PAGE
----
In 1942, Fritz and Elsa Breslauer had to move into the former Stift at Bundesstraße 35, which was now used as a "Judenhaus". As people over 65, they had been spared from the deportations in the fall and winter of 1941. But on July 15, 1942, they received the order for the first large-scale deportation from Hamburg to the "old people's ghetto" Theresienstadt.

Elsa Breslauer died there on May 20, 1943, followed by Fritz Breslauer on August 9, 1943. On his death certificate, the Jewish doctors had listed "pulmonary TB" and "intestinal inflammation" as illnesses, and "pneumonia" as the cause of death.

Both names can be read on the memorial plaque at Hamburg's Sternschanze in 2020, which commemorates the deportation on July 15, 1943.

Elsa Breslauer's sisters Emma, Clara and Minna were deported to Riga in 1941 and murdered there. The sisters and their fate are commemorated by Stolpersteine in Lübeck at Charlottenstraße 26 and an accompanying biography (see

The sister Johanna Borgwardt, née Grünfeldt, died on Dec 2, 1922.

Elsa Breslauer's brother Martin Bernhard was an actor, single, and died in Rostock on Nov 22, 1922.

The brother Hugo had converted to Protestantism and was baptized in Lübeck on Dec 10, 1898. He worked there as a merchant and received the certificate of admission to the citizenship of Lübeck on June 24, 1908. Nothing is known about his further fate.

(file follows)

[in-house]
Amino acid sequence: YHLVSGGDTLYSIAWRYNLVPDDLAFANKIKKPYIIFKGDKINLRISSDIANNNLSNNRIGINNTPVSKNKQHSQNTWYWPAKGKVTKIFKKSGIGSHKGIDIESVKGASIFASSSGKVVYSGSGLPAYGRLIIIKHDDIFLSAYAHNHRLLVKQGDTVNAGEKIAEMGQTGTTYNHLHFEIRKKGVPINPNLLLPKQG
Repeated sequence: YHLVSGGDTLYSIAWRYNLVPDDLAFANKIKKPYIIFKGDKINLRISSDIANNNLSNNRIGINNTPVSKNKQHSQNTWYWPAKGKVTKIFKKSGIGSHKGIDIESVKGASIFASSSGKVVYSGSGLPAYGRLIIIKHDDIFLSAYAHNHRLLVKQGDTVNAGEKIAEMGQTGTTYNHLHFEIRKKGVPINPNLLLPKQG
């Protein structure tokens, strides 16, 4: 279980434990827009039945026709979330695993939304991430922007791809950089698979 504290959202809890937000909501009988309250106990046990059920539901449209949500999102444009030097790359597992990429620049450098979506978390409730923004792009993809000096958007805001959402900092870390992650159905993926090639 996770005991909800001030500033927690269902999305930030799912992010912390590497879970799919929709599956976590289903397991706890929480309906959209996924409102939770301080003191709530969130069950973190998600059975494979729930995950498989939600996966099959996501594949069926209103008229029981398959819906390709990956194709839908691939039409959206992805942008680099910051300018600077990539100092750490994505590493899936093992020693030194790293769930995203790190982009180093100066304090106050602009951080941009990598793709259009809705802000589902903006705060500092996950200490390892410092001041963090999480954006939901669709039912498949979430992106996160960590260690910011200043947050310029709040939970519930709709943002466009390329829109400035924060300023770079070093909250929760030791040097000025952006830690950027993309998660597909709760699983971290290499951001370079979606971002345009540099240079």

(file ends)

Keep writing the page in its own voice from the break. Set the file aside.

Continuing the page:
Fritz Breslauer's brother Albert Breslauer, last residence Dortmunder Straße 8 in Berlin, was also deported to Theresienstadt on March 17, 1943 and died there on February 1, 1944.

His sister Martha, residing at Mozartstraße 34 in Hamburg-Barmbek, was deported with her husband Adolph Meyer (born October 26, 1871) first to Theresienstadt on July 15, 1942 and then on to Auschwitz on May 15, 1944. There, both were presumably murdered immediately after arrival. Stolpersteine commemorate the couple in Hamburg at Mozartstraße 34.

They had two sons: Erwin (born March 16, 1912) and Günter Hans Meyer (born June 26, 1923), who emigrated to Argentina in 1937 and later went from there to the USA.

Fritz Breslauer's brother Richard, two years older, had already died on June 26, 1923.
We know nothing about the fate of his sister Clara.